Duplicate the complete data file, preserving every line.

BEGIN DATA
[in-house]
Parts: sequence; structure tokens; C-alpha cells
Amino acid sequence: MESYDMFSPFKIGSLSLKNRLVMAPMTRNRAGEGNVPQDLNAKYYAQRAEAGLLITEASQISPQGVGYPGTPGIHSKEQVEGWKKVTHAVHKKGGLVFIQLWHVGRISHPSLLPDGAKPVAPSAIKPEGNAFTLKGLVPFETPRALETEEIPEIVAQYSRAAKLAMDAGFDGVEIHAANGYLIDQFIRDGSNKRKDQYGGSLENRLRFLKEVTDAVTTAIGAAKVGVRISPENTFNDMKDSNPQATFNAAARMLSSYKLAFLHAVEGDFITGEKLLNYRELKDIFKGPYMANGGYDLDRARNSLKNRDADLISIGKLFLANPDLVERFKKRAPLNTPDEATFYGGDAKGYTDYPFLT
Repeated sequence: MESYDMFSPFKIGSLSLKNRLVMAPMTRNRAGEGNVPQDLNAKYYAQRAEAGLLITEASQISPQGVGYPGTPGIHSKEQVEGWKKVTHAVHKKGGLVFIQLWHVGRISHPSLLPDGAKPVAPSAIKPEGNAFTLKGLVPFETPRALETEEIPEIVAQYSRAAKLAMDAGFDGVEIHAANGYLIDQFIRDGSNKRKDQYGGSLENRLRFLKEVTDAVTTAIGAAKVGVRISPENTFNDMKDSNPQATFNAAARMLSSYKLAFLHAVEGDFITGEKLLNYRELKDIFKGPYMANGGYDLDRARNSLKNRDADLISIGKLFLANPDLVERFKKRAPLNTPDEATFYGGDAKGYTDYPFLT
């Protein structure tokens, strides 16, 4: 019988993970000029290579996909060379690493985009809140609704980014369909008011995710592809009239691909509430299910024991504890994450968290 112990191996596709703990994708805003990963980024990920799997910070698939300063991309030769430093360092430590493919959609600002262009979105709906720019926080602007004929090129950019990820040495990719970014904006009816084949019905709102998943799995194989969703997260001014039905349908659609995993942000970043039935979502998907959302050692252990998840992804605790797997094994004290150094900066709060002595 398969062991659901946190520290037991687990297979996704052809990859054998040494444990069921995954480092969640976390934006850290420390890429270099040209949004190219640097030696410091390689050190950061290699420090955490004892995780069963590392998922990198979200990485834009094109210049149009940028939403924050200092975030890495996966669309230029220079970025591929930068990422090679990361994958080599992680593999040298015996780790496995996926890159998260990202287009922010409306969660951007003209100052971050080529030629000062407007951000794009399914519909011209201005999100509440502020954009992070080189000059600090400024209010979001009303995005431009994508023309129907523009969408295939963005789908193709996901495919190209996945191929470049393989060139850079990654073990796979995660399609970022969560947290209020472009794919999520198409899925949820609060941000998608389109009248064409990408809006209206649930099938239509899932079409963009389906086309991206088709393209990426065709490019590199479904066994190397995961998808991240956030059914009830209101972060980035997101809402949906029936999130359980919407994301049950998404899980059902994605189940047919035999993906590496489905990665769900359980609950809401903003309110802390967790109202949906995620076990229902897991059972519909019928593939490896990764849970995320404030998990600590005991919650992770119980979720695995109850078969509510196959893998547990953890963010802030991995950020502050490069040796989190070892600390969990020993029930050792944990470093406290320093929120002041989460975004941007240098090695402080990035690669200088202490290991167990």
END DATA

[in-house]
Parts: sequence; structure tokens; C-alpha cells
Amino acid sequence: MESYDMFSPFKIGSLSLKNRLVMAPMTRNRAGEGNVPQDLNAKYYAQRAEAGLLITEASQISPQGVGYPGTPGIHSKEQVEGWKKVTHAVHKKGGLVFIQLWHVGRISHPSLLPDGAKPVAPSAIKPEGNAFTLKGLVPFETPRALETEEIPEIVAQYSRAAKLAMDAGFDGVEIHAANGYLIDQFIRDGSNKRKDQYGGSLENRLRFLKEVTDAVTTAIGAAKVGVRISPENTFNDMKDSNPQATFNAAARMLSSYKLAFLHAVEGDFITGEKLLNYRELKDIFKGPYMANGGYDLDRARNSLKNRDADLISIGKLFLANPDLVERFKKRAPLNTPDEATFYGGDAKGYTDYPFLT
Repeated sequence: MESYDMFSPFKIGSLSLKNRLVMAPMTRNRAGEGNVPQDLNAKYYAQRAEAGLLITEASQISPQGVGYPGTPGIHSKEQVEGWKKVTHAVHKKGGLVFIQLWHVGRISHPSLLPDGAKPVAPSAIKPEGNAFTLKGLVPFETPRALETEEIPEIVAQYSRAAKLAMDAGFDGVEIHAANGYLIDQFIRDGSNKRKDQYGGSLENRLRFLKEVTDAVTTAIGAAKVGVRISPENTFNDMKDSNPQATFNAAARMLSSYKLAFLHAVEGDFITGEKLLNYRELKDIFKGPYMANGGYDLDRARNSLKNRDADLISIGKLFLANPDLVERFKKRAPLNTPDEATFYGGDAKGYTDYPFLT
């Protein structure tokens, strides 16, 4: 019988993970000029290579996909060379690493985009809140609704980014369909008011995710592809009239691909509430299910024991504890994450968290 112990191996596709703990994708805003990963980024990920799997910070698939300063991309030769430093360092430590493919959609600002262009979105709906720019926080602007004929090129950019990820040495990719970014904006009816084949019905709102998943799995194989969703997260001014039905349908659609995993942000970043039935979502998907959302050692252990998840992804605790797997094994004290150094900066709060002595 398969062991659901946190520290037991687990297979996704052809990859054998040494444990069921995954480092969640976390934006850290420390890429270099040209949004190219640097030696410091390689050190950061290699420090955490004892995780069963590392998922990198979200990485834009094109210049149009940028939403924050200092975030890495996966669309230029220079970025591929930068990422090679990361994958080599992680593999040298015996780790496995996926890159998260990202287009922010409306969660951007003209100052971050080529030629000062407007951000794009399914519909011209201005999100509440502020954009992070080189000059600090400024209010979001009303995005431009994508023309129907523009969408295939963005789908193709996901495919190209996945191929470049393989060139850079990654073990796979995660399609970022969560947290209020472009794919999520198409899925949820609060941000998608389109009248064409990408809006209206649930099938239509899932079409963009389906086309991206088709393209990426065709490019590199479904066994190397995961998808991240956030059914009830209101972060980035997101809402949906029936999130359980919407994301049950998404899980059902994605189940047919035999993906590496489905990665769900359980609950809401903003309110802390967790109202949906995620076990229902897991059972519909019928593939490896990764849970995320404030998990600590005991919650992770119980979720695995109850078969509510196959893998547990953890963010802030991995950020502050490069040796989190070892600390969990020993029930050792944990470093406290320093929120002041989460975004941007240098090695402080990035690669200088202490290991167990």